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The ‘Lock-up’ series

<font size="5">In a New Year Marathon, MSNBC Investigates </font><font size="5">what goes on behind the bars, and inside the minds of prisoners and guards.</font></p>
A guard watches as inmates prepare for a work detail at the minimum-security facility known as the Carol Vance Unit.
A guard watches as inmates prepare for a work detail at the minimum-security facility known as the Carol Vance Unit.Getty Images file
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It's estimated that more than 600,000 people will be released from America’s prisons this year. But will they be prepared to rejoin society as productive citizens? Each year, our nation spends about $24 billion on its prison system. For the men and women living and working in that system, the daily challenge is simply to survive. MSNBC Investigates what goes on behind the bars, and inside the minds of prisoners and guards.

Society also faces a crucial challenge: with more resources than ever invested in America’s prisons, many experts believe the time has come to find out whether the system itself is really working. To search for answers, MSNBC examined this dangerous world from the inside out, gaining extraordinary access to many of the nation’s most notorious prisons. The disturbing results are revealed in ‘Lockup,’ our series of documentaries providing one of the most comprehensive examinations ever produced about life behind bars in America. 
January 1, 2004 marathon

  • Lock-up: San Quentin. At nearly 150-years old, San Quentin state prison is one of the most famous, one of the most notorious penitentiaries in the world.  It is steeped in history, a very violent one.  Today its walls are crumbling.  The institution has become outdated, contributing directly to an overwhelming increase in both the number and severity of brutal assaults by inmates. During this hour, you will witness life inside San Quentin as you’ve never seen it before. MSNBC was granted unprecedented access, including a never-before-look inside California’s vicious death row. Airs January 1, Thursday, 6 p.m. ET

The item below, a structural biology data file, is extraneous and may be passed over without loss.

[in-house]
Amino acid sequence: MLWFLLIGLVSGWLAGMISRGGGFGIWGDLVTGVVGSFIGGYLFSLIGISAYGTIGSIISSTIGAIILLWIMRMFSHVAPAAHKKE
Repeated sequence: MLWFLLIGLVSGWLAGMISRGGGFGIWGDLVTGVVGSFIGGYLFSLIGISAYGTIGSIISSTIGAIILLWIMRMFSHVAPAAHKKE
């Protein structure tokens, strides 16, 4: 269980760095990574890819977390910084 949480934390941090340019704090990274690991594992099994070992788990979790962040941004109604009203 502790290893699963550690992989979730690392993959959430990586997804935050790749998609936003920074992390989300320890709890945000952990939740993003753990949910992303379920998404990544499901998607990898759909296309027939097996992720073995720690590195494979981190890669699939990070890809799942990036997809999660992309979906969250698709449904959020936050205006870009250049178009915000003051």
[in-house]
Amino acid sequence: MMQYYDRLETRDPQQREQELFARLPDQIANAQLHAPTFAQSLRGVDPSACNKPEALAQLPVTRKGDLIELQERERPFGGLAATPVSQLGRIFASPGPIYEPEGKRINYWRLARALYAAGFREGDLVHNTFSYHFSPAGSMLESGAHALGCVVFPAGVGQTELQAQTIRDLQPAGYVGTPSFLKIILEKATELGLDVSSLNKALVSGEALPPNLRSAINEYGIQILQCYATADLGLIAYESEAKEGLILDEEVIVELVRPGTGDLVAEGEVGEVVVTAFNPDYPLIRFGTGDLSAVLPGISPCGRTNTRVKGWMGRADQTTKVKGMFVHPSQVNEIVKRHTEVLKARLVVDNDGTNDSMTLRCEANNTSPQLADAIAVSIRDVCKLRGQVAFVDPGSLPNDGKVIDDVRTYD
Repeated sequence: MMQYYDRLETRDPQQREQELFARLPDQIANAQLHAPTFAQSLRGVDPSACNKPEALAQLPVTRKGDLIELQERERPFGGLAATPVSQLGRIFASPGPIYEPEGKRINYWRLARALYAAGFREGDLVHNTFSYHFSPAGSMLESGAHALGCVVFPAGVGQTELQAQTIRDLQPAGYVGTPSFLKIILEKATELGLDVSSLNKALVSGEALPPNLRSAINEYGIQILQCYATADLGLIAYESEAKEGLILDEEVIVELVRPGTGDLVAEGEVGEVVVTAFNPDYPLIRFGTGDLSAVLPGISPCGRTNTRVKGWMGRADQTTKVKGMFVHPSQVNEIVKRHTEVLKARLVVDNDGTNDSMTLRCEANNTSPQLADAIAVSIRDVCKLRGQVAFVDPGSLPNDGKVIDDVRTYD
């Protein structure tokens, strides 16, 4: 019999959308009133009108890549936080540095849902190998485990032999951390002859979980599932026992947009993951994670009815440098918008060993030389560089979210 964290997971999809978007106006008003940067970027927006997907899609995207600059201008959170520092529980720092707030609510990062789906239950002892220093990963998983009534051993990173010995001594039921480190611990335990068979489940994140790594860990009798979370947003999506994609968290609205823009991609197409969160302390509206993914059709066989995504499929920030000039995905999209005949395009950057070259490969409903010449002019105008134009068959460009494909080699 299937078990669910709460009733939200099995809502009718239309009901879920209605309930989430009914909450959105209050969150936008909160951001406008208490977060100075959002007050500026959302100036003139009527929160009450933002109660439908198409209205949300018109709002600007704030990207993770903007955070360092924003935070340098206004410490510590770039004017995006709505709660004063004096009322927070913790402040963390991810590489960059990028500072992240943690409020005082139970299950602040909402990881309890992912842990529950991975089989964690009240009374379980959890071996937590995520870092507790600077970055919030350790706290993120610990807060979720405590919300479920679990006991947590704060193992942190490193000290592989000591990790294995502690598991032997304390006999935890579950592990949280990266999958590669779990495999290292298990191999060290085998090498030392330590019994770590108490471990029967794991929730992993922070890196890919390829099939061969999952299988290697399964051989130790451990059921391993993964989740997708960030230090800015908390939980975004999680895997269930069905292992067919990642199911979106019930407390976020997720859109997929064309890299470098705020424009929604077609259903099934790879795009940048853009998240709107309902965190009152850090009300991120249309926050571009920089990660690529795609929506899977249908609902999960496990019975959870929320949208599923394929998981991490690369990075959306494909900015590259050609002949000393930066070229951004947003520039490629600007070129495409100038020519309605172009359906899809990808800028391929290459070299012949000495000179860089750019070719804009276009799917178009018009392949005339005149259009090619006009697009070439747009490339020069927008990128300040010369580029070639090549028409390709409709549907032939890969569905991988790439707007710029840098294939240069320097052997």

• Lock-up: Inside Stateville. Stateville Correctional Center is a maximum-security facility located forty-five minutes southwest of Chicago. Nearly half of the twenty-six hundred inmates are in for murder. Another 25 percent are serving time for the commission of violent crimes. The prison’s always been home to some of the state’s most violent criminals. For a long time it had the reputation for being a place where the inmates challenged the guards for control. How that changed is the big story behind the walls of Stateville. Airs January 1, Thursday, 7 p.m. ET
  • Lock-up: Inside Folsom. Folsom State Prison in California— is one of America’s oldest maximum security prisons. Since 1880, Folsom has gained the reputation of being a violent and bloody place - prisoners housed there once called it “the end of the world.” The antiquated structure presents real challenges for those trying to maintain security. Officers are outnumbered 92 to 1 by inmates. In this hour you’ll see what’s being done to maintain safety and how violence sometimes boils over anyway. Airs January 1, Thursday, 8 p.m. ET
  • Lock-up: L.A. County. In this special 2-hour edition of Lockup, MSNBC takes you inside one of the largest jail systems in the world. The L.A. County Jail is made up of eight different facilities spread across 50 miles of southern California. Unlike a prison where an inmate has been convicted of a crime, those coming to the L.A. County Jail are either awaiting trial, transfer or bond payment for release. MSNBC’s cameras will take you behind the walls of this overcrowded and violent jail system, including the dangerous Super Max facility, where the city’s largest riot happened. Airs January 1, Thursday, 9 - 11 p.m. ET
  • Lock-up: The Inmate Diaries. MSNBC has once again gained rare access inside America’s prison system. Davis correctional facility in Holdenville, Oklahoma has allowed 10 of its inmates a unique opportunity — a chance to tell their story. Put into a room with a small, easy to use camera, these men were asked to share their experiences— how they wound up behind bars, and what they plan on doing when, or if, they get out. No interviewer, no script, no topic off-limits. These video diaries paint a portrait of individual tragedies and rebirths, run-ins with drugs and with the law, stories of crime and some of redemption. Airs January 1, Thursday, 11 p.m. ET